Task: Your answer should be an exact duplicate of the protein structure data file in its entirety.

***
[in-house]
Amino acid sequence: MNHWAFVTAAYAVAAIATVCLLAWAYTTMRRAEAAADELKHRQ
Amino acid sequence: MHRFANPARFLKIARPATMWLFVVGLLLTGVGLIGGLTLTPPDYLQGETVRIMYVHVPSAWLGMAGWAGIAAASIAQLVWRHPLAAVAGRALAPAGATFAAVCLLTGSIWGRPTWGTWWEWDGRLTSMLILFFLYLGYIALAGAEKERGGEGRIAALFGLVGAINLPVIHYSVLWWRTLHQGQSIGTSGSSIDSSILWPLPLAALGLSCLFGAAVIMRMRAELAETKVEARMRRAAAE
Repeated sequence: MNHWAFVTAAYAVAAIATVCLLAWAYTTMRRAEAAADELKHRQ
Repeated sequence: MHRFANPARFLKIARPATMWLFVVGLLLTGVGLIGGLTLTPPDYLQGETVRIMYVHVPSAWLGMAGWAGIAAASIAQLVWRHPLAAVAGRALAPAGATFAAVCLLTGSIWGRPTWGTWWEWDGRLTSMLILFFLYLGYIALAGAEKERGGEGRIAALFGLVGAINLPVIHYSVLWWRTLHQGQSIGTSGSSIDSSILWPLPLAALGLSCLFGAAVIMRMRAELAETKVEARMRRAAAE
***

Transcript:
[in-house]
Amino acid sequence: MNHWAFVTAAYAVAAIATVCLLAWAYTTMRRAEAAADELKHRQ
Amino acid sequence: MHRFANPARFLKIARPATMWLFVVGLLLTGVGLIGGLTLTPPDYLQGETVRIMYVHVPSAWLGMAGWAGIAAASIAQLVWRHPLAAVAGRALAPAGATFAAVCLLTGSIWGRPTWGTWWEWDGRLTSMLILFFLYLGYIALAGAEKERGGEGRIAALFGLVGAINLPVIHYSVLWWRTLHQGQSIGTSGSSIDSSILWPLPLAALGLSCLFGAAVIMRMRAELAETKVEARMRRAAAE
Repeated sequence: MNHWAFVTAAYAVAAIATVCLLAWAYTTMRRAEAAADELKHRQ
Repeated sequence: MHRFANPARFLKIARPATMWLFVVGLLLTGVGLIGGLTLTPPDYLQGETVRIMYVHVPSAWLGMAGWAGIAAASIAQLVWRHPLAAVAGRALAPAGATFAAVCLLTGSIWGRPTWGTWWEWDGRLTSMLILFFLYLGYIALAGAEKERGGEGRIAALFGLVGAINLPVIHYSVLWWRTLHQGQSIGTSGSSIDSSILWPLPLAALGLSCLFGAAVIMRMRAELAETKVEARMRRAAAE